Publication

Examining E-Loyalty in a Sexual Health Website: Cross-Sectional Study

Alexandra Nunn, Rik Crutzen, Devon Haag, Cathy Chabot, Anna Carson, Gina Ogilvie, Jean Shoveller, Mark Gilbert

JMIR Public Health and Surveillance, 2017

Background: Web-based sexual health resources are typically evaluated in terms of their efficacy. Information is lacking about how sexual health promotion websites are perceived and used. It is essential to understand website use to address challenges with adherence and attrition to Web-based health interventions. An existing theoretical framework for examining loyalty to electronic health (eHealth) interventions has been not yet been applied in the context of sexual health promotion nor has the association between e-loyalty and intended intervention efficacy outcomes been investigated.

Objective: The objectives of this study were to investigate users’ loyalty toward a sexual health website (ie, e-loyalty), measure user perceptions of the website, and measure the association between e-loyalty and perceived knowledge increase and intent to change behavior.

Methods: Over 4 months, website users (clients and health care providers) participated in an open, online, cross-sectional survey about their user experiences that measured e-loyalty, user perceptions, and intended website efficacy outcomes. Relationships between user perceptions and e-loyalty were investigated using structural equation modeling (SEM). Associations between e-loyalty and website efficacy outcomes were tested using Spearman rank correlation.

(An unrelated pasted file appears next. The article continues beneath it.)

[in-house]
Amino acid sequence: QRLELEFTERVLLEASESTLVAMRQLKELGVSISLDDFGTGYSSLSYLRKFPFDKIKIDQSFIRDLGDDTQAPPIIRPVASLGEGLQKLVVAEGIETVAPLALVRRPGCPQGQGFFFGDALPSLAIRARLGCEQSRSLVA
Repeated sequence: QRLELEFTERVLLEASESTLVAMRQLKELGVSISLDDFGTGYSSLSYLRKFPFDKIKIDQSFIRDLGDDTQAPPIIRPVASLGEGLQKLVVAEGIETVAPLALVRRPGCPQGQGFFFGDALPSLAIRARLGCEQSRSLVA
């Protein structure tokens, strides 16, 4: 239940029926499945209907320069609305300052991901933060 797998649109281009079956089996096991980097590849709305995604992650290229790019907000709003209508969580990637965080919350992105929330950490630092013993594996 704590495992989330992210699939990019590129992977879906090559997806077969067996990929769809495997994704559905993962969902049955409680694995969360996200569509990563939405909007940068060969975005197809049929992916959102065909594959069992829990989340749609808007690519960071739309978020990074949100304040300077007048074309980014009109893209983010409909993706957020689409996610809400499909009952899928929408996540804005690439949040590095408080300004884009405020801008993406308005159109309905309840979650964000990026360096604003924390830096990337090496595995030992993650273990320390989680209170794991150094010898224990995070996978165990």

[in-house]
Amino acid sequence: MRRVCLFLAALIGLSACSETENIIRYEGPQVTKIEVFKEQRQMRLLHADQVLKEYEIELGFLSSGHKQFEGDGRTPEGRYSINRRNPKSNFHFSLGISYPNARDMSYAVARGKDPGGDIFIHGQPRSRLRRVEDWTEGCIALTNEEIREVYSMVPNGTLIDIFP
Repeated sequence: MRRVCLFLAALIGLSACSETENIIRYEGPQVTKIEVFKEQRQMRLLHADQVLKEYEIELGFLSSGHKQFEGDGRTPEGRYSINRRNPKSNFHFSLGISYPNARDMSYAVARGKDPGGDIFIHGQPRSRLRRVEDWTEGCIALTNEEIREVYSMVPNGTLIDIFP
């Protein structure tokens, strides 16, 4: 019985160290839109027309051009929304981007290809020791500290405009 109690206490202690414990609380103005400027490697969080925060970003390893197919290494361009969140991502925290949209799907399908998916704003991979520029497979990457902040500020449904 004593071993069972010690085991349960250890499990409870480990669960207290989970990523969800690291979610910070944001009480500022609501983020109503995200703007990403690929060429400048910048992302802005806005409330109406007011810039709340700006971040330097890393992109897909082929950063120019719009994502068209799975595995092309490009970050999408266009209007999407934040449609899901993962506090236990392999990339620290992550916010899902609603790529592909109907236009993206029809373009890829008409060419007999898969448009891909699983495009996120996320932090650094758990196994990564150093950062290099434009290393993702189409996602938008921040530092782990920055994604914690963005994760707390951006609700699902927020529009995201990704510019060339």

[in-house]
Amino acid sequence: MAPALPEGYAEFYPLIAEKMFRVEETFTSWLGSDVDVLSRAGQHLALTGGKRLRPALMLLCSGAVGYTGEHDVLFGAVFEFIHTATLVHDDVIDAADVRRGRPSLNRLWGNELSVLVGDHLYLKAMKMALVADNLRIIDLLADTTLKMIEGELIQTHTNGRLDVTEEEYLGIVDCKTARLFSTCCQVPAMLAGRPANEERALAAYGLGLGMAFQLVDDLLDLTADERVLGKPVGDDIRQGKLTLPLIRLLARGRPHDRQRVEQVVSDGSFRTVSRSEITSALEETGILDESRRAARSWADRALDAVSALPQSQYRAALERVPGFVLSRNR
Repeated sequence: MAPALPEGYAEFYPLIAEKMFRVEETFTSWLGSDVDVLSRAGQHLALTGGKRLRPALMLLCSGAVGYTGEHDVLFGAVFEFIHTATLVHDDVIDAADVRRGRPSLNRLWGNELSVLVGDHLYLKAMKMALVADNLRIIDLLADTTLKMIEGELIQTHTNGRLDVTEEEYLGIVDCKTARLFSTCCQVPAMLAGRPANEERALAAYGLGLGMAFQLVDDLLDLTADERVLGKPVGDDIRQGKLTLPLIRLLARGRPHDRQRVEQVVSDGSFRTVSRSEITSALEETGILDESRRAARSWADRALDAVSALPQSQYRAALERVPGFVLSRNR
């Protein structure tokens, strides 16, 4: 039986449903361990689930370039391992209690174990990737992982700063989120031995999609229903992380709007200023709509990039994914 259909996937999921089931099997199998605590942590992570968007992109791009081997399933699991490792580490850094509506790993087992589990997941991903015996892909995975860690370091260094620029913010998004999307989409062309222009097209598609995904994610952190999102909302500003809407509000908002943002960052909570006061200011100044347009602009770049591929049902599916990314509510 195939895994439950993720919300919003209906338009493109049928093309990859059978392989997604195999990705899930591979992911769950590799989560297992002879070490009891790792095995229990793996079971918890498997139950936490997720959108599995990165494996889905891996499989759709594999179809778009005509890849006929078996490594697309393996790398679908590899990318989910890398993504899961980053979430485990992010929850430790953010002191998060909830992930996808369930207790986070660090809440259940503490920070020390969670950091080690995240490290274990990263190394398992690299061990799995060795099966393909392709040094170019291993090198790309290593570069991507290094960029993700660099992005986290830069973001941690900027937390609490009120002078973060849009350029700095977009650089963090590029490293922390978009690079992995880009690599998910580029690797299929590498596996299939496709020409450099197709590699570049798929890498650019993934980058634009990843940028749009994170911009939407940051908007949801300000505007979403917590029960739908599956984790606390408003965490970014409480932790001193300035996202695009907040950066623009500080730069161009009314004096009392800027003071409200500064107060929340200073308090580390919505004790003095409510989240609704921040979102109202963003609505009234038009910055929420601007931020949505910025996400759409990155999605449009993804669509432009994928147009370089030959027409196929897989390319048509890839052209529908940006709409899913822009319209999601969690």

Results: A total of 173 participants completed user perception questions and were included in the analysis. E-loyalty was high for both clients and providers and was significantly correlated with clients’ perceived knowledge increase (ρ(171)=.30, P<.001), their intent to have safer sex (ρ(171)=.24, P=.01), and their intent to get tested for sexually transmitted infections (ρ(171)=.37, P<.001). The SEM showed that trustworthiness, overall experience, active trust, and effectiveness were directly related to e-loyalty. Finding the website “easy to understand” was significantly related to active trust (ie, participants’ willingness to act upon information presented on the website).

Conclusions: E-loyalty may be related to the efficacy of the selected website in improving one’s sexual health and was significantly associated with all three intended knowledge and behavioral outcomes. To increase e-loyalty, trustworthiness and active trust are important user perceptions to deliberately engender. Our findings indicate that understanding a website contributes to active trust, thereby highlighting the importance of considering eHealth literacy in designing health promotion websites. Our study confirms the relevance of e-loyalty as an outcome for evaluating the antecedents of the use and efficacy of online public health interventions across disciplines by adapting and validating an existing e-loyalty framework to the field of sexual health promotion. Our findings suggest that e-loyalty is positively associated with measures of website efficacy, including increased knowledge and intent to change behavior. Longitudinal research with larger samples could further investigate the relationships between e-loyalty, website understandability, and outcomes of online health interventions to determine how the manipulation of website characteristics may impact user perceptions and e-loyalty.